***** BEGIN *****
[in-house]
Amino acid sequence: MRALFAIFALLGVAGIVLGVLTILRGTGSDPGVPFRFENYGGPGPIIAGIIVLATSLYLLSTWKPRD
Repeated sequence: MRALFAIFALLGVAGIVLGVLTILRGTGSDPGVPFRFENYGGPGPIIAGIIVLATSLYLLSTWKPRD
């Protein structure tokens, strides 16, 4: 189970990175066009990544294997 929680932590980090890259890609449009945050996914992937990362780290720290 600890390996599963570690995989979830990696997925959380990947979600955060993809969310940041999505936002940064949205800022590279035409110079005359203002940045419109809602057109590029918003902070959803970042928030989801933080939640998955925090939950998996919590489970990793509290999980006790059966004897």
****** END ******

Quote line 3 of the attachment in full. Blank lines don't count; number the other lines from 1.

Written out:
Repeated sequence: MRALFAIFALLGVAGIVLGVLTILRGTGSDPGVPFRFENYGGPGPIIAGIIVLATSLYLLSTWKPRD